Index cards (before and after)

There’s an excellent essay – in the truest sense of that word – by Keith Thomas in the current issue of London Review. It examines the history of scholarly note-taking.

From there he muses on everything from the commonplace book to

Realistically he must come to the point were he acknowledges

Yet I doubt that moderately diligent student could have imagined or composed as fascinating a reminiscence.

WARNING: Anyone younger than 35 may have trouble understanding it; anyone younger than 25, trouble believing it.


That’s a lovely essay; PJS, thanks for the tip. I especially like his collecting and sifting through many scraps gathered in envelopes. The basic methods in research never change: gather, arrange, digest, outline, draft, verify, polish. I started out with hand-written index cards and today almost never write a note.

Sometimes I wonder if scholars who only know the computer are a bit handicapped. They resist visiting the library, prowling the stacks, and making finds deep in the bowels of a forgotten collection. And they don’t write out notes on cards, shift them about, and begin to discover the possibilities of arrangement and order.

I hope I’m not being merely nostalgic. There are actual, visceral experiences to have, in a world that grows more and more virtual. My friends who are ecologists complain that many of the younger folk in the field can’t identify species; all they do is computer modeling. And when’s the last time you met a doctor who had any interest in your individual life and character?

My reaction was much like your own: thinking back to hours spent in the deep recesses of Lockwood Memorial Library, trying to accumulate, organize, and present a set of index cards which would provoke something more than a tolerant smile from Professor Bonner.

And though it’s happened only once in the past many decades, I did recently encounter a doctor who had any interest in my individual life and character. He was at the Veterans Administraion – of all unlikely venues – and he prodded me into revisiting a couple old manuscripts, revising them, and trying to get them published.

Not surprisingly, he left the VA last year, frustrated with the bureaucracy.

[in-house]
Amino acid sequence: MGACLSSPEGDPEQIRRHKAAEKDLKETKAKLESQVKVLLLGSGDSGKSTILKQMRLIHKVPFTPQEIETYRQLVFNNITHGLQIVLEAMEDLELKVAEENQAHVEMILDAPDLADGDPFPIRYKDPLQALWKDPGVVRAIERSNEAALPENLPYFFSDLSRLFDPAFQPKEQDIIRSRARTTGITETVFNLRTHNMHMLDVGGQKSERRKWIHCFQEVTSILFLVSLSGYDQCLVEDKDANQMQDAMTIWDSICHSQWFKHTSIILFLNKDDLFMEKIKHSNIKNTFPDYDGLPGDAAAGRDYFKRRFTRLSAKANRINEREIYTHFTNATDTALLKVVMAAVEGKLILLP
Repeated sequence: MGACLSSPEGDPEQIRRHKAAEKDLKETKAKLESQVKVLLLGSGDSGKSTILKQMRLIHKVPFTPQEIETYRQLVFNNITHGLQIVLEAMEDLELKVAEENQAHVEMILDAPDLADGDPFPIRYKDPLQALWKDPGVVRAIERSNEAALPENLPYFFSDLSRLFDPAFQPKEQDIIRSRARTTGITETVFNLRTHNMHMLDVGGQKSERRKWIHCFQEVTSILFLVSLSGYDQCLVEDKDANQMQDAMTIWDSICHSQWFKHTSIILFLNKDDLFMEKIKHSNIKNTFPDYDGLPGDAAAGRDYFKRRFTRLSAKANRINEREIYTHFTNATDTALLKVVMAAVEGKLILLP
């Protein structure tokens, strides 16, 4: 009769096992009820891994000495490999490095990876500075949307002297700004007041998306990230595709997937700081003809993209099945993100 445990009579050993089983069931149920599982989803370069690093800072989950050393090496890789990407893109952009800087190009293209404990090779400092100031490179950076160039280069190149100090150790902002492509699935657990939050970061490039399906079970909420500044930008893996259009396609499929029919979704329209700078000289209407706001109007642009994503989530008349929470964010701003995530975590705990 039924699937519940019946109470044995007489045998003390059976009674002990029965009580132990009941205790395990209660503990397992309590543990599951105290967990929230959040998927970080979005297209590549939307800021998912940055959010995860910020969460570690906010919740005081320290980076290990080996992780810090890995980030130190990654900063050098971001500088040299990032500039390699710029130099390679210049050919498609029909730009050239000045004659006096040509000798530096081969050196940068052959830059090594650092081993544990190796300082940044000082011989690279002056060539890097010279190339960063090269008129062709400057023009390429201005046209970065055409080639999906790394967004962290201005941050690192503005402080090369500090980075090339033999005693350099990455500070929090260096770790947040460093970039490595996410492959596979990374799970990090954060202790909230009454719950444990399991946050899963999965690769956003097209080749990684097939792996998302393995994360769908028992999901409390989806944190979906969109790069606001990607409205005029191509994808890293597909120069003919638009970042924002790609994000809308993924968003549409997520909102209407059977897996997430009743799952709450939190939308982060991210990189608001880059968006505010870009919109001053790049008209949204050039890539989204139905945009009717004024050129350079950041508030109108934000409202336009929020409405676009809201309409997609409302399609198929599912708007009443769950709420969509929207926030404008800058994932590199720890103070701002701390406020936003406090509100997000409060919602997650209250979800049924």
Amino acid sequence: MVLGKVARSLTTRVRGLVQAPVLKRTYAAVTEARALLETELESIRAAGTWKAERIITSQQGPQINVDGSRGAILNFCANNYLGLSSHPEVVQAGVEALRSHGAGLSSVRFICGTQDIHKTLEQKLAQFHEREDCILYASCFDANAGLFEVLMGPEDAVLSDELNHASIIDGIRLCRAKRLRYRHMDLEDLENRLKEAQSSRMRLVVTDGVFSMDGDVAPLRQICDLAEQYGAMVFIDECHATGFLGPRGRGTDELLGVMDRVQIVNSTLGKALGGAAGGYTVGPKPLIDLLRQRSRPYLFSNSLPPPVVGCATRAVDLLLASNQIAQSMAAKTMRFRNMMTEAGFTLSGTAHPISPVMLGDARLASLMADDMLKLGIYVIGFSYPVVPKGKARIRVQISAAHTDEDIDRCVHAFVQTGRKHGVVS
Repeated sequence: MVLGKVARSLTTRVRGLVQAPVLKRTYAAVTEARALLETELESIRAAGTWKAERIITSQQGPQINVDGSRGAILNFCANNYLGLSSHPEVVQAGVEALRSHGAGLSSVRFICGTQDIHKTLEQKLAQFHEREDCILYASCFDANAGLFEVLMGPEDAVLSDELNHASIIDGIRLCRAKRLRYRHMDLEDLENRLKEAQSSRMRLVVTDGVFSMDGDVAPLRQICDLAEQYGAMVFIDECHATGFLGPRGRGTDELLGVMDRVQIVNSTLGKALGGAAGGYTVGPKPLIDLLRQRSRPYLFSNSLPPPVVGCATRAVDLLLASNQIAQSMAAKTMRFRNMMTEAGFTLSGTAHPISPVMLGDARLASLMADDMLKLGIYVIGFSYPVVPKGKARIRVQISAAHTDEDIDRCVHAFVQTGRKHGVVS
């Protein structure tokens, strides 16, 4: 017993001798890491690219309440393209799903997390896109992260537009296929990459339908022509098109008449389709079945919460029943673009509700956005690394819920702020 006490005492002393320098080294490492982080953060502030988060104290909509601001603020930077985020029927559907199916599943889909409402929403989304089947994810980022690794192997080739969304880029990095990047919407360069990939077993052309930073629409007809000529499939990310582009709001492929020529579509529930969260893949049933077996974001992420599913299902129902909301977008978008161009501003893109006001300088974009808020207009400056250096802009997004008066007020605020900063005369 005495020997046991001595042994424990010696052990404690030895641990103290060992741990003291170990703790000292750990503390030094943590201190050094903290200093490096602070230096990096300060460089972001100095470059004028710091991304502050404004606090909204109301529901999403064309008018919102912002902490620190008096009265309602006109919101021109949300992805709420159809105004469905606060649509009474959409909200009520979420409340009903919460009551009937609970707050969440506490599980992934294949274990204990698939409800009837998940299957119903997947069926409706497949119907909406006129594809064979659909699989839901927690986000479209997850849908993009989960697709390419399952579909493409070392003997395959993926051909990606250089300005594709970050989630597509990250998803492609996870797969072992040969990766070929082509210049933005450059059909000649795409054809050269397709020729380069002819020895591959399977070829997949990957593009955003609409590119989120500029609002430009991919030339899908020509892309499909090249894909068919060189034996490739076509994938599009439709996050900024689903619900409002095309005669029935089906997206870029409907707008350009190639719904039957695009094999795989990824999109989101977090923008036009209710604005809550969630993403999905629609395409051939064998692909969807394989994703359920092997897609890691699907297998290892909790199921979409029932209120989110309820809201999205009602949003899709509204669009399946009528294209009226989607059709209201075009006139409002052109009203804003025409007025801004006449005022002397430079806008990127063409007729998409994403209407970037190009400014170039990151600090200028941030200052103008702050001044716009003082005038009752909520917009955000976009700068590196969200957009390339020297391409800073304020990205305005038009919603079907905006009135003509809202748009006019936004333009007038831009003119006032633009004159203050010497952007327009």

I know it’s not really the same thing, but I find my retention of things is not as good if I type them (or worse, copy and paste) compared to writing them out.

I long ago realised that my note-taking served no purpose other than to try to cement information in my brain at point of impact, as it were (I rarely, if ever, revisit notes - and sometimes my handwriting is so bad I have no idea what is written there (or the context) if it’s several weeks or months since I made the note). I swear I’ve even developed better lateral hearing as a result of how I physically sit while writing.

I’m learning some new stuff for work at the mo, wading through tutorials and copying and pasting chunks to a Scriv project, with the odd web page reference made wholesale, and it simply isn’t the same. I’m not retaining things. And worse, my brain rejects more and more nowadays as ‘dull’. When I was a child, new things were learnt because by default they were interesting. And now I can’t trick myself that learning some marketing or programming techniques is anything other than deathly dull. Or at least compared to playing escape the room games, or writing - anything fictitious, basically.

I need a bigger desk, and I need it covered with paper. I need the inefficiency. I need the space.

Maybe I need to project a second screen on to the wall with all my notes, and shrink my desktop screen down real small. Perhaps to the size of an iPad…